Ask MHI for steam-ion, and other gas mixtures using the automated MHI SIMGAS.  Plasma Functionalization.


The surfaces that are produced because of the reaction of the cascade e-ion with them depends on the gas used. Many of the examples discussed in the case studies section are with ionized air.  Surface colors are influenced by many properties including the composition of nitrides and oxynitrides and wavelengths used.  The refractive index and extinction coefficient are often very sensitive to processing conditions.  Some discussion on solar cell use is given here.

  1. Customize for deposition type and shape. Contact MHI.
  2. Compare price and energy efficiency with ordinary transferred arc or induction plasma deposition or laser.
    No electrodes to change in cascade plasmas.
  3. Improve Surfaces from Tool bits, Non-stick to Electrical.  Titanium Oxynitride-Nitride, Yittria Zirconia (with dopants), Boron Carbide, Silicon Carbide, Molybdenum diSilicide.
  4. Super-ionic bending and Ionic Surface Hardened Glass and Nano Surface Depositions.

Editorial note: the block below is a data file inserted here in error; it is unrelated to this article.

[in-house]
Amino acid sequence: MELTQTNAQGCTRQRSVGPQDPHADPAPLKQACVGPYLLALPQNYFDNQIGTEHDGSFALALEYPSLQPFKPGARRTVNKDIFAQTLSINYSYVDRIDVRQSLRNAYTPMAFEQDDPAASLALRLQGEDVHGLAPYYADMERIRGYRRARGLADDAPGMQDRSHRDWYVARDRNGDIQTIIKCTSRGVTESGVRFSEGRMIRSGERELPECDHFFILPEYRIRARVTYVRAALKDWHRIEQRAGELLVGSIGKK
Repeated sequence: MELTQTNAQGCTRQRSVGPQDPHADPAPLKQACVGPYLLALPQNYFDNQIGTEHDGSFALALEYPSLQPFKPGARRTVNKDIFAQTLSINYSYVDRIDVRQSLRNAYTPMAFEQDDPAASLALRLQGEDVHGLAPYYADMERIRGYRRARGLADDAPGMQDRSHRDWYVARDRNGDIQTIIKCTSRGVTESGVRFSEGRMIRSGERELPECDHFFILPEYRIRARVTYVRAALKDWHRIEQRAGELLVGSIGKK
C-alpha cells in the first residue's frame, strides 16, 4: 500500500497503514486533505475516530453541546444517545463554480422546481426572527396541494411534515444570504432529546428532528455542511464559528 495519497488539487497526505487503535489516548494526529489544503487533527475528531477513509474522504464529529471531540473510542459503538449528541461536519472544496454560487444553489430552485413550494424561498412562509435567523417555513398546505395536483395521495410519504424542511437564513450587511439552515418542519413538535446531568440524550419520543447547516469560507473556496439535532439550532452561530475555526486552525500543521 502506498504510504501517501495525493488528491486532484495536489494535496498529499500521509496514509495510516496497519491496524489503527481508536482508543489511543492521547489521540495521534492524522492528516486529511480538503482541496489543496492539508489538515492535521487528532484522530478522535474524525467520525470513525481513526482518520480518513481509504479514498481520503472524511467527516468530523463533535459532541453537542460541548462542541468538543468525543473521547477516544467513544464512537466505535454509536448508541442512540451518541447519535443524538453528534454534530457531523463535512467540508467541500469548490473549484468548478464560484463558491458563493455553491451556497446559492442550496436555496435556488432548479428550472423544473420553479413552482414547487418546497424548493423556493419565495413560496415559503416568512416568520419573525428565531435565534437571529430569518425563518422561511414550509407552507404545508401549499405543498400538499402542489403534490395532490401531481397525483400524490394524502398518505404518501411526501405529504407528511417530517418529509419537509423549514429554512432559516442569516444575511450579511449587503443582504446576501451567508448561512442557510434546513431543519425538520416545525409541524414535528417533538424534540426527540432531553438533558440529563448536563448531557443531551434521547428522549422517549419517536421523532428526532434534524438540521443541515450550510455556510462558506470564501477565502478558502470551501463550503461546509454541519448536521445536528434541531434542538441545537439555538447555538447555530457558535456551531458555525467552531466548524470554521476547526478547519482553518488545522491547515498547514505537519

5. WC and other high wear resistant surfaces for tool bits.
  6. Tubes and complex shapes. Thick Alumina on Aluminum.  In situ nitriding of tubes for dies.
  7. Easily make functionally graded coatings.
  8. Custom Turnkey Solutions with Complete Electronic Controls. Increase endurance of stamping and hot working dies, 
  9. Highly stable e-Ion cascade thermal plasma™
  10. New ionic low-cost surface treating and deposition.  Minimize pollution and minimize noise - improve energy efficiency.
  11. Titanium Oxynitride Nitride coatings on HSS and other surfaces.  Easy oxynitride or nitride nitride formers are Ti, V, Zr, Al, Mn, Mo,Fr, Cr and many others.  In addition various eta phases carbon-niitrides and borides are possible.